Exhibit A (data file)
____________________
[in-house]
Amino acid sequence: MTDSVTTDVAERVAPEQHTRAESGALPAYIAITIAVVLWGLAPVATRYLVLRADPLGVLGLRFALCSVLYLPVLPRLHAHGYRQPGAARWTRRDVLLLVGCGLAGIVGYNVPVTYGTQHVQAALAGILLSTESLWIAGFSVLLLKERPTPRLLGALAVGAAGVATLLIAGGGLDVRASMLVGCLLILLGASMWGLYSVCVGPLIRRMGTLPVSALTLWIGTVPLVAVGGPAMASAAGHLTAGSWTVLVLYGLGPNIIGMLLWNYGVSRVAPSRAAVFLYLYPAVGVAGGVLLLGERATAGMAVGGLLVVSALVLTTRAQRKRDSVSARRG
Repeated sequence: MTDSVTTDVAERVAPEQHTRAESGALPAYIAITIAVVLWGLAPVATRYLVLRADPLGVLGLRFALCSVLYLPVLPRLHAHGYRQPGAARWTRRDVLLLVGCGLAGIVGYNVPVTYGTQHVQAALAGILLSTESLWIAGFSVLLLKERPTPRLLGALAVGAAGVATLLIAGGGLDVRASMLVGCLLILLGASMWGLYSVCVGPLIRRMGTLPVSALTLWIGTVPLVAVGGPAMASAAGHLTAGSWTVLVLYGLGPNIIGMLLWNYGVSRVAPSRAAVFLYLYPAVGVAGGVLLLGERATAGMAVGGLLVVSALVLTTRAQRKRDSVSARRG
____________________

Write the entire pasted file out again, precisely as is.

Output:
[in-house]
Amino acid sequence: MTDSVTTDVAERVAPEQHTRAESGALPAYIAITIAVVLWGLAPVATRYLVLRADPLGVLGLRFALCSVLYLPVLPRLHAHGYRQPGAARWTRRDVLLLVGCGLAGIVGYNVPVTYGTQHVQAALAGILLSTESLWIAGFSVLLLKERPTPRLLGALAVGAAGVATLLIAGGGLDVRASMLVGCLLILLGASMWGLYSVCVGPLIRRMGTLPVSALTLWIGTVPLVAVGGPAMASAAGHLTAGSWTVLVLYGLGPNIIGMLLWNYGVSRVAPSRAAVFLYLYPAVGVAGGVLLLGERATAGMAVGGLLVVSALVLTTRAQRKRDSVSARRG
Repeated sequence: MTDSVTTDVAERVAPEQHTRAESGALPAYIAITIAVVLWGLAPVATRYLVLRADPLGVLGLRFALCSVLYLPVLPRLHAHGYRQPGAARWTRRDVLLLVGCGLAGIVGYNVPVTYGTQHVQAALAGILLSTESLWIAGFSVLLLKERPTPRLLGALAVGAAGVATLLIAGGGLDVRASMLVGCLLILLGASMWGLYSVCVGPLIRRMGTLPVSALTLWIGTVPLVAVGGPAMASAAGHLTAGSWTVLVLYGLGPNIIGMLLWNYGVSRVAPSRAAVFLYLYPAVGVAGGVLLLGERATAGMAVGGLLVVSALVLTTRAQRKRDSVSARRG